srijeda, 11. lipnja 2008.

Bosnjastvo i Bosnjaci kroz historiju-Bosniaks in history


"Putnams Home Cyclopedia" strana 116 napisano 1851 godine

Bosnjaci su Slavenskog porijekla, dobar dio njih pripada pravoslavnoj crkvi.


A New and Comprehensive Gazetteer By George Newenham strana 94

"Bosnians are almost independent" :mrgreen:


Europe past and present geography manual 1850 strana 633

"The inhabitants (Bosniacks) are of Sclavonian origin

Stanovnici su Bosnjaci, Slavenskog su porijekla, dosli su na ove prostore u 9 vijeku?!?.


History of the Greek revolution by Thomas Gordon strana 19

Bosnjaci sa tri vjere. :mrgreen:


McCullohs universal Gazetteer

"Putopisi" Evlije Celebije iz 1664.g.

Nema na cemu.




Prussian Bosniak Lancer 1760

In 1740, the War of the Austrian Succession began. Prussian King Frederick wanted to annex the rich province of Silesia, but Austria opposed this, which was deemed sufficient cause for war. In the early part of the war, known as the First Silesian War, Saxony was on the side of Prussia, but decided to switch allegiance. In preparation for a possible continuation of the war, military emissaries were sent to the Ukraine in 1744 to recruit men for the Saxon cavalry. The response of the Cossacks was disappointing, but Saxony managed to lure from the Turkish army about 100 Bosniaks - light horsemen armed with lances, who were guarding the Turkish border in the Ukraine. The Bosniaks left for Dresden.

On their arrival, Prussian emissaries in Saxony offered the Bosniaks more, so they marched off again, from Saxony to Prussia. In 1745, Frederick founded a regular Bosniaken Korps, one troop in strength, which became part of the 5th Hussars, also known as the Black Hussars (Totenkopf), their symbol being a death’s head.

Hostilities continued as the Second Silesian War, and ended in 1748, but the Bosniaks remained in service. In the same area, and for similar reasons, another war soon started. In 1756, Prussia occupied Saxony, triggering the Seven Years War. The magnitude of operations and insufficient Prussian human resources forced Frederick to recruit soldiers outside his borders. Light horsemen from the east - Poles, Lithuanians, Tartars and Muslims - were incorporated into the Bosniak units, which, by 1760, had grown to 10 squadrons. That same year, the Bosniaks became a regular light cavalry regiment, number 9 on the army list.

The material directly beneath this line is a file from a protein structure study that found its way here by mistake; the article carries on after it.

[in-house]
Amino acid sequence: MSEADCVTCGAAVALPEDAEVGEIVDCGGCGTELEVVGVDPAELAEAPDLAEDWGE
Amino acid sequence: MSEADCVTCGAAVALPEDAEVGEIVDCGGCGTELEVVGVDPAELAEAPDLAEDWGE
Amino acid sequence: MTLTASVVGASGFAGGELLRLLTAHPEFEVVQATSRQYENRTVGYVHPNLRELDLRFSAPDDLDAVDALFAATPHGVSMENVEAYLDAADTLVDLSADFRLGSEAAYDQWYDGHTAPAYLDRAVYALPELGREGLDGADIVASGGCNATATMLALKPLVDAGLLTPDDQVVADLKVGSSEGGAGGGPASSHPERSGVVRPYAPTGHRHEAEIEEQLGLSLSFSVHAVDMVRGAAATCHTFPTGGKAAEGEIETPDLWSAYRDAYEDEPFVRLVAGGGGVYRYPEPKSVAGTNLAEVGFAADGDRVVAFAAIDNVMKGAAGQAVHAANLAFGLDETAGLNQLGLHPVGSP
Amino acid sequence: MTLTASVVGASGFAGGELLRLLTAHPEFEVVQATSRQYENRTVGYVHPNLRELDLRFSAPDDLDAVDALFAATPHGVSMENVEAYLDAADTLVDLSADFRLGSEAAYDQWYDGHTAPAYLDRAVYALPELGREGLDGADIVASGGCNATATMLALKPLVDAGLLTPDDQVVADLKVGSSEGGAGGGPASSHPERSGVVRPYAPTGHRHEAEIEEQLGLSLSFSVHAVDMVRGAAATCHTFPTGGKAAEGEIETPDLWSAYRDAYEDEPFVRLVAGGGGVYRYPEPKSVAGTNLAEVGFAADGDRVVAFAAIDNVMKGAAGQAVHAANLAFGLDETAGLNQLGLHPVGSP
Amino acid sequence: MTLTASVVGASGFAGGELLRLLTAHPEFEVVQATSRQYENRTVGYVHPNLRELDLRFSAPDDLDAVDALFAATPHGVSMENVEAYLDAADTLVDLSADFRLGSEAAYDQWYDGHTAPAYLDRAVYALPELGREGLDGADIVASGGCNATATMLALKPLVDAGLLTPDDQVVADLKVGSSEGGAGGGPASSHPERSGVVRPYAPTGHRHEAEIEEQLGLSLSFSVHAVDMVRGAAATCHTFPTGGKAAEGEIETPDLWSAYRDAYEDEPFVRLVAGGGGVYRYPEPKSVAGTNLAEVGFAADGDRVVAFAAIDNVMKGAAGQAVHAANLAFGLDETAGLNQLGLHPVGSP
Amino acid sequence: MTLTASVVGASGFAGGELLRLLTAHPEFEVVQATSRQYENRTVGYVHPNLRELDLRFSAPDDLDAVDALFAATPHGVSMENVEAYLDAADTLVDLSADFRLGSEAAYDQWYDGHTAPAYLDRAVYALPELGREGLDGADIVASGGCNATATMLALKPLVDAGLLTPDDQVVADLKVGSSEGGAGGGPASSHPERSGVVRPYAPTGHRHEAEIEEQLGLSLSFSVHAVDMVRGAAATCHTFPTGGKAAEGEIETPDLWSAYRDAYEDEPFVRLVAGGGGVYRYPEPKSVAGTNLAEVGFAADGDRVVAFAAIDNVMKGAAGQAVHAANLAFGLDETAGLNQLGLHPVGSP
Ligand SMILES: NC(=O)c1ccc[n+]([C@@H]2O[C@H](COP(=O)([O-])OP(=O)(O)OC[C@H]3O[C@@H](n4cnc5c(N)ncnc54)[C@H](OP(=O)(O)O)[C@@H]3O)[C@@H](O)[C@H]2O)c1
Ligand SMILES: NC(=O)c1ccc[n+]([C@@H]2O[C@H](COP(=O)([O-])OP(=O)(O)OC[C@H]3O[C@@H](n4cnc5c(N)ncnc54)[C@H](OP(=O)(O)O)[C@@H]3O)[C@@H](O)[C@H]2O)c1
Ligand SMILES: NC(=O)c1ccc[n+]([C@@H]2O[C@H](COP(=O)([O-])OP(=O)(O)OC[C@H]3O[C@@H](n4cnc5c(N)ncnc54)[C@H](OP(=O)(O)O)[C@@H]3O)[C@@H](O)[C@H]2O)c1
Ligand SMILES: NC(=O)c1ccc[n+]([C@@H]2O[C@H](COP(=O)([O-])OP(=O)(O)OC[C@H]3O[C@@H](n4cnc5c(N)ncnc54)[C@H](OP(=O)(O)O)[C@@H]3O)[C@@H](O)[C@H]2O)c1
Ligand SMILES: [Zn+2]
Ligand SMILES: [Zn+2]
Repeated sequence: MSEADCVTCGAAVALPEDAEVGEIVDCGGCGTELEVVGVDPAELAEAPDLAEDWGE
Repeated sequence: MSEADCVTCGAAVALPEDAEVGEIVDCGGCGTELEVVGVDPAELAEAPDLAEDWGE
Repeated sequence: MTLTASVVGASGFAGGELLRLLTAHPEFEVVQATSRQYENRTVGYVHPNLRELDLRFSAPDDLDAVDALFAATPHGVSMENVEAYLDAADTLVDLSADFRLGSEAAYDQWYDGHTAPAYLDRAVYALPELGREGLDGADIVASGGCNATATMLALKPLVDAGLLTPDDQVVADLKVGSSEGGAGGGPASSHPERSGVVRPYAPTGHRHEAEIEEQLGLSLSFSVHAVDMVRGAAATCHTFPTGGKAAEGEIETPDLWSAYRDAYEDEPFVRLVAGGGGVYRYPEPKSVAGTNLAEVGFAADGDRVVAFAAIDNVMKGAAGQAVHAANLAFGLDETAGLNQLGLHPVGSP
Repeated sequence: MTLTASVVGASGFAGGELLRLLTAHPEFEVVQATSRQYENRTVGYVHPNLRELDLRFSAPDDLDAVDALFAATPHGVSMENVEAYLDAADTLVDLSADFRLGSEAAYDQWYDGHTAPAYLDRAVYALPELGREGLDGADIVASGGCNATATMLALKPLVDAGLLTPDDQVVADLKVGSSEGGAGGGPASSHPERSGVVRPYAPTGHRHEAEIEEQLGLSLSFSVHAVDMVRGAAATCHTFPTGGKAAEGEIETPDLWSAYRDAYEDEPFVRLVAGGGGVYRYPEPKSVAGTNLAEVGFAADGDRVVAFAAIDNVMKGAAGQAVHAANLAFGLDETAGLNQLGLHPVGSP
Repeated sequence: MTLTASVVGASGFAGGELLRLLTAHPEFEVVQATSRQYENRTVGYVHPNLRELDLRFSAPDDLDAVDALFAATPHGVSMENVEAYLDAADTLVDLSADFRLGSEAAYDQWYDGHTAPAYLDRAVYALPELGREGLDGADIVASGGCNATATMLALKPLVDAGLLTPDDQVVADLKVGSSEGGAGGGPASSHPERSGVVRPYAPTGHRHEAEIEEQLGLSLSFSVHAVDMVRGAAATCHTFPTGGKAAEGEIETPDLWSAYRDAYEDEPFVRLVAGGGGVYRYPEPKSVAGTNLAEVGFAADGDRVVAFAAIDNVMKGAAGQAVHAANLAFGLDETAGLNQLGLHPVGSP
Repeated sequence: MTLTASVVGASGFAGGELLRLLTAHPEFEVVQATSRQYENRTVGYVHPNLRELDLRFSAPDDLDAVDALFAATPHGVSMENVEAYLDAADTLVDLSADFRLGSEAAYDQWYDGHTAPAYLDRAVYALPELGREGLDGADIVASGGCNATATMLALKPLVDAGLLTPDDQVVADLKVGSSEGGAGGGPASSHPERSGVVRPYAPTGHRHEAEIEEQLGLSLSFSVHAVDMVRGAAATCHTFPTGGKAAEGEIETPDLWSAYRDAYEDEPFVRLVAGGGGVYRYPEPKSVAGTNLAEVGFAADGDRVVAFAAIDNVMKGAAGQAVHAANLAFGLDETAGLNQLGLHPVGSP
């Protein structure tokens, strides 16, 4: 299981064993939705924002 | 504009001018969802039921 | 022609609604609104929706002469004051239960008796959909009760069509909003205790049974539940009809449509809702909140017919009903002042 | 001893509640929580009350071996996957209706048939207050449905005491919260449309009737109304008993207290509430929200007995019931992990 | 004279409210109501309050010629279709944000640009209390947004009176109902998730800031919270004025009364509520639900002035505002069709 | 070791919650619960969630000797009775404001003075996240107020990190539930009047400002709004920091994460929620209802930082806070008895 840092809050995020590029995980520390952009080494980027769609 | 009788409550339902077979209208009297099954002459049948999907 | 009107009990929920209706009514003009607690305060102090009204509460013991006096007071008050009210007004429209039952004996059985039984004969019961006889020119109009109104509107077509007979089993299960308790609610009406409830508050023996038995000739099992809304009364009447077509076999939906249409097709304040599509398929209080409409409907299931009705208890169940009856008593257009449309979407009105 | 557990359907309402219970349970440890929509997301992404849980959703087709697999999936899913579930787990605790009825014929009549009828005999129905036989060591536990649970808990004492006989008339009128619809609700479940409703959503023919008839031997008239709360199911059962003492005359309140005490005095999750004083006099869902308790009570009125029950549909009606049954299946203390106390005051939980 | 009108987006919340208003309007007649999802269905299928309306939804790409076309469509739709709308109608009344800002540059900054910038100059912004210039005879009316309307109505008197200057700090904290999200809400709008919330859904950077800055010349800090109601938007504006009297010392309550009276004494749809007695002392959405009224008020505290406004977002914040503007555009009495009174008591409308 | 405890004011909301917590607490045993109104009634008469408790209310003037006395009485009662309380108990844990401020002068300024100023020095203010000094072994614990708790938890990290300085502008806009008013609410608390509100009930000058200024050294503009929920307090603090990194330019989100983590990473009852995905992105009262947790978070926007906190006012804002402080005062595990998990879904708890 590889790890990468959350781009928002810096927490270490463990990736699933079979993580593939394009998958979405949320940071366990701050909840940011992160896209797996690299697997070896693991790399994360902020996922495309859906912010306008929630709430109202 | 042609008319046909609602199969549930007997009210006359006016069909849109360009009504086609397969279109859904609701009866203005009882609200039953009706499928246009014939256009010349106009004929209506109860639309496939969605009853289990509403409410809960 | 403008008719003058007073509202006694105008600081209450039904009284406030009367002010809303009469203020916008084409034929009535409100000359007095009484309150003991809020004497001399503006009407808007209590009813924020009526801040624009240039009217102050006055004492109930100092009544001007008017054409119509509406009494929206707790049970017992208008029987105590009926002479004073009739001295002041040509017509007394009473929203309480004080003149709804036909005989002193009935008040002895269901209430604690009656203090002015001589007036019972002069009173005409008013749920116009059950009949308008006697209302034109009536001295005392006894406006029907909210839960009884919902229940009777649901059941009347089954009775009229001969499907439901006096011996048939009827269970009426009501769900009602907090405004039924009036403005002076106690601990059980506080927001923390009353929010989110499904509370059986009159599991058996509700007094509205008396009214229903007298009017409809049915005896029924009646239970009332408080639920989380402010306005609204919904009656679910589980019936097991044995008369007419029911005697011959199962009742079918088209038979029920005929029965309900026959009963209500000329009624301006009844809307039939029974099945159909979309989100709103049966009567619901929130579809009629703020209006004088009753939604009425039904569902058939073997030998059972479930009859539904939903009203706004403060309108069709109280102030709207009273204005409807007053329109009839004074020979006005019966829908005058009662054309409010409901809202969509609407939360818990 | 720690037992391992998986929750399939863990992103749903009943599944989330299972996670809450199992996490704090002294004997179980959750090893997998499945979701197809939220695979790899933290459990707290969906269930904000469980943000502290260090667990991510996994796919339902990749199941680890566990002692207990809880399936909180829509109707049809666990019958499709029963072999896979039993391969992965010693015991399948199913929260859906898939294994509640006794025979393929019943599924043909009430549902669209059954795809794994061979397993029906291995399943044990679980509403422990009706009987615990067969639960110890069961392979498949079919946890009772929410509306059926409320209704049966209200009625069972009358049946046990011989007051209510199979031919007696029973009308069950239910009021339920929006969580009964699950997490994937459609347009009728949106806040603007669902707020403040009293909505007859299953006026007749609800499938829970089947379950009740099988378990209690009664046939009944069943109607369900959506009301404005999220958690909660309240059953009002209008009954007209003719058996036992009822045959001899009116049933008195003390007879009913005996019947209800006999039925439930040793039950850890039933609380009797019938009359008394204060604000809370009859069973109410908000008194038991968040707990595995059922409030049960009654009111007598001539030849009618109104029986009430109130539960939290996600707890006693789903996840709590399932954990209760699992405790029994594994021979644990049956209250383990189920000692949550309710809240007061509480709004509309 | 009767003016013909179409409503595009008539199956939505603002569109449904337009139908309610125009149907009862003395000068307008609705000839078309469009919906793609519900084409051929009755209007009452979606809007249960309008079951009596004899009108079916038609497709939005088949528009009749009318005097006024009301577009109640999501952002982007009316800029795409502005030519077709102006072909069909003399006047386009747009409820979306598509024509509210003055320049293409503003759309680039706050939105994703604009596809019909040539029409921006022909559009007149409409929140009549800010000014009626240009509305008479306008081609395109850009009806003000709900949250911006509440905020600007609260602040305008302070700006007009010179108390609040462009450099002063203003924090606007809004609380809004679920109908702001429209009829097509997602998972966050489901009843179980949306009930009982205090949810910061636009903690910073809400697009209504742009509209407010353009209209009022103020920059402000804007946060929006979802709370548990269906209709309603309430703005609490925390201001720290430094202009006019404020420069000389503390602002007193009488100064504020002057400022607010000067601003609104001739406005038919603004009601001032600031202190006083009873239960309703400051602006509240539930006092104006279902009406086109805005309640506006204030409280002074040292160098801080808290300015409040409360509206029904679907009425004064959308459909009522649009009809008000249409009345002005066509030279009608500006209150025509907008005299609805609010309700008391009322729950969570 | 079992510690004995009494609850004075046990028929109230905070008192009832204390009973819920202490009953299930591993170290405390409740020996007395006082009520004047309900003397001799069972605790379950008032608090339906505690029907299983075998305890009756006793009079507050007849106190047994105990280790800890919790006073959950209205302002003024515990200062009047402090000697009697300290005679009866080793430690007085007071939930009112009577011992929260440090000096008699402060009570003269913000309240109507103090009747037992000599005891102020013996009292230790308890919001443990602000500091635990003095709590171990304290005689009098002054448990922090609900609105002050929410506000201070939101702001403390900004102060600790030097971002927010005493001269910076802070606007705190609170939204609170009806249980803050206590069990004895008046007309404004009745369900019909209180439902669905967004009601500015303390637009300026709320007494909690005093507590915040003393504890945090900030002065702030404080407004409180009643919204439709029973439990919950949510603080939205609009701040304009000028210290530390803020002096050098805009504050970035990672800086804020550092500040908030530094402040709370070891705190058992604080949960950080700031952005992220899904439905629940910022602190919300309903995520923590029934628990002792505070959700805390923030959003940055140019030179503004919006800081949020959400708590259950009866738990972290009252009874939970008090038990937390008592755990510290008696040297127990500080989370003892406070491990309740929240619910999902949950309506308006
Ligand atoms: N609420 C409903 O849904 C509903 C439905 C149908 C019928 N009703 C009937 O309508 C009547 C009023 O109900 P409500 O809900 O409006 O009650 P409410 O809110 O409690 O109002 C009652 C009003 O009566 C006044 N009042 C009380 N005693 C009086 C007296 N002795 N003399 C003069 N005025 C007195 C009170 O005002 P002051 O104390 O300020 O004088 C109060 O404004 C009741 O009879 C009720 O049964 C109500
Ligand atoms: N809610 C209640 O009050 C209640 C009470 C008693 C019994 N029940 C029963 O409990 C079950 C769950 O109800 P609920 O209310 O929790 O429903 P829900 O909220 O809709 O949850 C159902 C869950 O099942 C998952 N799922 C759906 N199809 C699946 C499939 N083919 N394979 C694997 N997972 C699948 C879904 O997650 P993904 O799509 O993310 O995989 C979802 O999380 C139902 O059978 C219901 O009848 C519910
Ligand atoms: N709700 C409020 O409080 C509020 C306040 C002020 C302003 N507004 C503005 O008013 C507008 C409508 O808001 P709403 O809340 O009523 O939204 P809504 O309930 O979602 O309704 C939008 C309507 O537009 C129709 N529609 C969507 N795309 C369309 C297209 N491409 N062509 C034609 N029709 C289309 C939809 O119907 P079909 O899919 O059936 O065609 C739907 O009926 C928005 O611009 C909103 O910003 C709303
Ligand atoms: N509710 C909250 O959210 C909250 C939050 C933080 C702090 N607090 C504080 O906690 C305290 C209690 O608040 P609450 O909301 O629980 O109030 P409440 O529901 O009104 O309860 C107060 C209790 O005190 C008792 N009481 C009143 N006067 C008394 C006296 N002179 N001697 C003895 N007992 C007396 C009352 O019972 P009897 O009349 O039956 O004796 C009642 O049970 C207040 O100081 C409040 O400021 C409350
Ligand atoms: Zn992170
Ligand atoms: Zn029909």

After the end of the war in 1763 the regiment was disbanded, only one squadron being kept for ceremonial purposes. In 1778, another war broke out between Prussia and Austria, this time over Bavaria. The Bosniaken Korps was again filled out to 10 squadrons, mainly with recruits from the Ukraine and Poland. In this war, which had no major battles, the Bosniaks suffered heavy losses in surprise attacks by the Austrian hussars.

Towards the end of the eighteenth century, Poland disappeared from the map of Europe: one part was annexed by Russia, another by Austria and a third by Prussia. Prussia recruited 15 squadrons of light horsemen from its part of Poland; but these troops were Bosniaks in name only. As Poles made up the majority, the units were renamed the Korps Towarczys in 1799. After the Prussian defeat by Napoleon in 1806, the Towarczys were disbanded. ... -1760.html

M1791 Bosniaksabel
The Danish Bosniak Squadron 1791 – 1808
The Prussian King Frederic the Great invented the Bosniak Cavalry. During the Prussian 7-years
war 1756 – 1763 the Prussian Cavalry had problems dealing with the Russian Cossacks. The King
then created cavalry units armed with lances and manned by Bosniak mercenaries, who could match
the Cossacks.
The French Revolution in 1789 created a number of conflicts between the European states. In 1791
it looked like Denmark could be drawn into these conflicts, because England planned an attack on
Russia, one of Denmark’s allies. This was the direct reason for creating the Bosniak Squadron. It
was decided that each of the Hussar Regiment’s 6 squadrons should transfer 20 soldiers to the Bosniak
Squadron, in total 120 soldiers. At the time Denmark didn’t get involved in any conflicts after
The Bosniak Squadron was quite different from the other Danish cavalry